The sharpest vision is where cells are most dense. The dog has two areas where sensory cells are arranged densely. One area is the centralis, an Australian scientific researcher said the cells are arranged in circles. The Australian Veterinary Scientist Paul McGreevy established that dog's eye shape changed with different dog breeds.
Apparently his colleague Alison Harman discovered after examining the retinas of different breeds of dogs, not only was the eye shape different, but so was the retina. Some breed of dogs didn't possess any horizontal bands with rods, where other breeds do. This also explained why some dogs have a wider field of vision than other dogs. So this means some dogs may see the world completely differently to others.
Peripheral vision is simply side vision; it's the vision outside the centre of the frontal gazing. Dog's peripheral vision is better than humans. Dogs with a long nose are better hunters for this reason; their eyes work to recongnize prey at long distances. A dog that runs an agility course uses peripheral vision at its finest.
We humans see objects more clearly; in dogs their other senses are more powerful than their eyes. A dog's vision is less sharp then ours, but in the dark their sight is better than ours. Now if you stand quietly at the end of a field, your dog will not see you until you start moving. Dogs find it much easier to see moving objects.
Now what about dog's night vision. A dog's vision in the dark is far superior to ours. The lens and cornea can take in more light in the darker surroundings. The lens and cornea work together to refract light.
Have you ever let your dog out in the garden at night and been trying hard to call him in, hen ended up going out in your PJ's to get him in, and wondered why your dog stands still and looks at you, with those yellowish glowing eyes (like something from the 'Hound of the Baskerviles)? Well even though he can see well in the dark, he still not sure who is there, so moving about and talking to him will reassure him its you. Which is a very good idea becuase you wouldn't want him to turn to the hound would you!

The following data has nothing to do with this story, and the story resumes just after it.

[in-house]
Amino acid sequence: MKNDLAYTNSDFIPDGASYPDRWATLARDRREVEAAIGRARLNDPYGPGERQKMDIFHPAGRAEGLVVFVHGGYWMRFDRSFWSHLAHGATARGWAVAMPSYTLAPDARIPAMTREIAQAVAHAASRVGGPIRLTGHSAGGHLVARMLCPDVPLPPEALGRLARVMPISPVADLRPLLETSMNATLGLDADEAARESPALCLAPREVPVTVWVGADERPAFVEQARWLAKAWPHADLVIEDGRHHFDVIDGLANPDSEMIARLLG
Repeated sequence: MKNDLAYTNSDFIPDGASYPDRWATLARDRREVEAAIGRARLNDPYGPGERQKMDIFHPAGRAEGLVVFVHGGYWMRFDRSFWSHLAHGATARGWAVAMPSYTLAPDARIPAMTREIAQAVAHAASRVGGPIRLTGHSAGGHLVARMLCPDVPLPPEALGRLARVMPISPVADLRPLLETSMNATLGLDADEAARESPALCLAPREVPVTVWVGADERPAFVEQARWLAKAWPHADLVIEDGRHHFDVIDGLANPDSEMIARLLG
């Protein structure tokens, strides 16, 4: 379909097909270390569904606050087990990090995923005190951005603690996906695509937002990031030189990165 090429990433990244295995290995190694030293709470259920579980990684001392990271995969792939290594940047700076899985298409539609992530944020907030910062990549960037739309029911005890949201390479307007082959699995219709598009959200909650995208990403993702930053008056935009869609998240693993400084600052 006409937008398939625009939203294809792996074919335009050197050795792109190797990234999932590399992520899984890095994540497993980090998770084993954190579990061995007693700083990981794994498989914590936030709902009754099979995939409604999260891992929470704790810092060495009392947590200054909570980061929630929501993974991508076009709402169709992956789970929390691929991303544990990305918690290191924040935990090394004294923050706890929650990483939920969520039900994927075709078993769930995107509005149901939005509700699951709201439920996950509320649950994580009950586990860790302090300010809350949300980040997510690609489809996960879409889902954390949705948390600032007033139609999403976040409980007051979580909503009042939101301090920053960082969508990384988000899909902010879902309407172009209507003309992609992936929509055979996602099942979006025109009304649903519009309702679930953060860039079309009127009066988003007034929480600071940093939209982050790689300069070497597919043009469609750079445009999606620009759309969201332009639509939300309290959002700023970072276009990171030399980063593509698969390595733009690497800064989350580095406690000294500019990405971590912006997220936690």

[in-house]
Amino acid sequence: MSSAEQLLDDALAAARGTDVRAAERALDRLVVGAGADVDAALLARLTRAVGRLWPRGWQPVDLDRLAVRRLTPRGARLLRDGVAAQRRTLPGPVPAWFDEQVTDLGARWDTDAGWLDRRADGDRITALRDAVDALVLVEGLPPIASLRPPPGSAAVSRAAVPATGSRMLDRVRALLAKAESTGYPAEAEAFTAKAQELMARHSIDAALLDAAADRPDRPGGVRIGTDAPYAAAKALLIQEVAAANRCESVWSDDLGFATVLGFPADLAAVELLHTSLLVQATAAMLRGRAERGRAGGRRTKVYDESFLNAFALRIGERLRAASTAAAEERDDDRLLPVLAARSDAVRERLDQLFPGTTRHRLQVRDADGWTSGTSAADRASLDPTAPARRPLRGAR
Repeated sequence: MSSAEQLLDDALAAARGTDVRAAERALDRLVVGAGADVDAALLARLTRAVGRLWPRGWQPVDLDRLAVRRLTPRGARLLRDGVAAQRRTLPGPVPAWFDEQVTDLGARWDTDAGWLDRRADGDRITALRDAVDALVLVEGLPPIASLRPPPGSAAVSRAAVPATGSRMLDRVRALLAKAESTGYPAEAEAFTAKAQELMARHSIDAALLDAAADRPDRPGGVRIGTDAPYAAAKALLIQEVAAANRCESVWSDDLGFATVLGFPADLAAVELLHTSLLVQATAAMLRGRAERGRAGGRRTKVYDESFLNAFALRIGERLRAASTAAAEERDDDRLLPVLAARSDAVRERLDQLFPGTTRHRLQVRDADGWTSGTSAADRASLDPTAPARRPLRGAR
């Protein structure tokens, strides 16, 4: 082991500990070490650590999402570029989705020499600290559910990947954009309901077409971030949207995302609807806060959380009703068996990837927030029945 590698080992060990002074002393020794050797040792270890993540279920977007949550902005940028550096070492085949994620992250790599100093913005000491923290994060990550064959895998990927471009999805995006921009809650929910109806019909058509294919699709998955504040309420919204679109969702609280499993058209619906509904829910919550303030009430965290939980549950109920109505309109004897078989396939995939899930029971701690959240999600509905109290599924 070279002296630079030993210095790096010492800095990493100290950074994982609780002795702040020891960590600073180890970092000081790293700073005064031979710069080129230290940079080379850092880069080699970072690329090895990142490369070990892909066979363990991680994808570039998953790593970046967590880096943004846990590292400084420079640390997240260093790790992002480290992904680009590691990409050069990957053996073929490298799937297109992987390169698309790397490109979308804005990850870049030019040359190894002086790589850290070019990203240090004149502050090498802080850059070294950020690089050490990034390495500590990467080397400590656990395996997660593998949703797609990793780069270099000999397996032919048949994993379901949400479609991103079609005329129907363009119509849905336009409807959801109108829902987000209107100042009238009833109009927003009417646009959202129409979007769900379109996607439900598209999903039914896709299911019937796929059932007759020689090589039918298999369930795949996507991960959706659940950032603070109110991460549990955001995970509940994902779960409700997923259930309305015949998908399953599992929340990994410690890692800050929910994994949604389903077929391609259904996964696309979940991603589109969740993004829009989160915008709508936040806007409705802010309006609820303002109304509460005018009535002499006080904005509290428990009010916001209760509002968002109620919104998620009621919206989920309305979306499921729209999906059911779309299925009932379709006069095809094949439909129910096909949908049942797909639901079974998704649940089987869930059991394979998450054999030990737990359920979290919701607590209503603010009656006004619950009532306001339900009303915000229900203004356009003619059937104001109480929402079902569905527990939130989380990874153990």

A question that has been asked so many time is, do dogs see colour? The answer is yes, but not in the way we do. Dogs don't see all the colours we do. Dogs see colour like people who suffer with colour blindness. Dogs can't tell the difference between yellow, orange, red and green.
I have seen many people throw a green tennis ball for their dog to find on grass. The dog is not finding the ball by sight as he can't see the green ball in the grass. They find it by smell. I have often smiled to myself and thought, if a dog could talk, he would tell us to go and get the ball our self as we can find it in the grass!
I hope by reading this subject about how dogs see, you will have a better understanding about your dog and how he sees in our world. The most important thing to remember is no matter how your dog sees you; his love for you is unconditional.